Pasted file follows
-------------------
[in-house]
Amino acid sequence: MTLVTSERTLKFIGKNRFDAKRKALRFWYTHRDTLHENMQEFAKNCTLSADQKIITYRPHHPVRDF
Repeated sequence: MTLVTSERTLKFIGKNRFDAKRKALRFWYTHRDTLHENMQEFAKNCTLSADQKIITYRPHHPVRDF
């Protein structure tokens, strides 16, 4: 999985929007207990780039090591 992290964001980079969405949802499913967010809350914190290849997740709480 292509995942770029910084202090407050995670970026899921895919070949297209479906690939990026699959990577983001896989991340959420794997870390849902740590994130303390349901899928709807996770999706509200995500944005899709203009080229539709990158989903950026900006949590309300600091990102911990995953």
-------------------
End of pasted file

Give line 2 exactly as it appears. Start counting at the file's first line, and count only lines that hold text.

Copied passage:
Amino acid sequence: MTLVTSERTLKFIGKNRFDAKRKALRFWYTHRDTLHENMQEFAKNCTLSADQKIITYRPHHPVRDF